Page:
The next time you walk or drive down Broadway in downtown San Diego, look up for a moment. A brand-new art installation now lines the poles along the main thoroughfare highlighting the message: “All Black Lives Matter.”
The art installation was created by San Diego-based artist Anthony Tyson and includes banners on display along Broadway in support of racial equity and justice.
The banners are side-by-side on poles that line the street. One banner features a photo of a Black man with the words: “San Diego: All Black Lives Matter.” The other banner reads: “Black Lives Matter. Every age, gender, preference, past, future – matters! Change.”
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Other banners feature images of Black women and children.
The new display – which was installed this past Monday – is a project from the Downtown Partnership, a nonprofit organization dedicated to driving the economic and cultural prosperity of the 275 blocks of downtown San Diego.
The banners begin at the Spreckels Theatre at 121 Broadway and can be seen along Broadway between Third Avenue and Kettner Boulevard.
Tyson wrote about his artwork on his Instagram page where he posted a photo of himself smiling underneath the banners, under the lights of downtown San Diego near the US Grant.
“I couldn’t be more emotional,” he wrote. “To be a voice for the movement is an honor and I’m excited for what happens next.”
The Downtown Partnership said Tyson was selected to spearhead the artwork after the organization put out a call to community artists.
In Tyson’s social media post, he admitted he was nervous about submitting his work for the project, but he came out ahead.
“I swear the universe knows when to arrive!” he wrote.
Tyson has always enjoyed graphic design and said his family and friends have encouraged him for years to pursue his talents.
“It took the change and disruption of this year to finally make the leap,” the artist told the Downtown Partnership. “I’m thrilled to have this experiment with a new skill be recognized and to have my work selected for a project that will hopefully generate conversation about the need for racial justice and equality.”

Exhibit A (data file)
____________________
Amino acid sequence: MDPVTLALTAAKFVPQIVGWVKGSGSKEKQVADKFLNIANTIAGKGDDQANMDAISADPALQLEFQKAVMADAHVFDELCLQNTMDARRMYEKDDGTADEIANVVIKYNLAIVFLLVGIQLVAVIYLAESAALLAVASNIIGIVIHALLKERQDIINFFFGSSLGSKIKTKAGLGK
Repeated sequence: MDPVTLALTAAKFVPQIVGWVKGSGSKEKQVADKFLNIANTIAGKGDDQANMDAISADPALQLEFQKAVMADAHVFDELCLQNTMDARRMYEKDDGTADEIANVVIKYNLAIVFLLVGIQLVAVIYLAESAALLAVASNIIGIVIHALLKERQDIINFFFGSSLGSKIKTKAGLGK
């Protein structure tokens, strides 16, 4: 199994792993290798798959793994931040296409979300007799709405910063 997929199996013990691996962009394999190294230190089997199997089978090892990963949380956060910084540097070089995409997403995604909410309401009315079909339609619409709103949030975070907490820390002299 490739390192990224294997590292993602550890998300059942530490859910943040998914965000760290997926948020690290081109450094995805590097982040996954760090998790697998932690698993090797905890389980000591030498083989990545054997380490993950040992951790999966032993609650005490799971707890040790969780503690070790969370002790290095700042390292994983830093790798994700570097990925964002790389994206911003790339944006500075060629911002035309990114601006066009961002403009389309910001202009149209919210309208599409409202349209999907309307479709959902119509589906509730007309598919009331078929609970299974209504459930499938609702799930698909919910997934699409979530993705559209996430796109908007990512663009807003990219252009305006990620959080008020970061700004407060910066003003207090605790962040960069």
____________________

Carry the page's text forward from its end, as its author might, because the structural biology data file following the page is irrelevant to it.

Tyson said in addition to the powerful words that fill the banners, viewers should also explore the subjects of each photograph and the color choices of his work.
“From the Black man looking resolutely forward and the Black woman standing head held high and strong in her power, to the father and his child that will hopefully grow up in a more just world, these images captured the feeling I wanted to portray,” Tyson explained. “I hope people are drawn in by the bright vibrant colors to recognize that each has value because of their differences.”
The Downtown Partnership said it is working to create a greater sense of cultural vibrancy through projects like this in downtown San Diego, projects that “highlight historically disadvantaged institutions and artists.”
Tyson’s banners are the first of these projects.
The art projects are funded by private contributions, the Downtown Partnership said, and more will follow thanks to the many artists who submitted their work during this first go-around.
“We were thrilled to get so many unique submissions when we put this call out to the San Diego community,” said Sean Warner, director of community enhancement at the Downtown Partnership. “It is our intention that Anthony’s work be an important catalyst to expand opportunities to celebrate historically disadvantaged cultural institutions as well as Black, Indigenous and other artists of color through placemaking projects in Downtown.”
The Downtown Partnership said it “believes strongly in its duty to ensure organizational efforts are promoting equality and addressing systemic injustice and racial discrimination wherever they exist.”
More of Tyson’s work can be seen on his website here.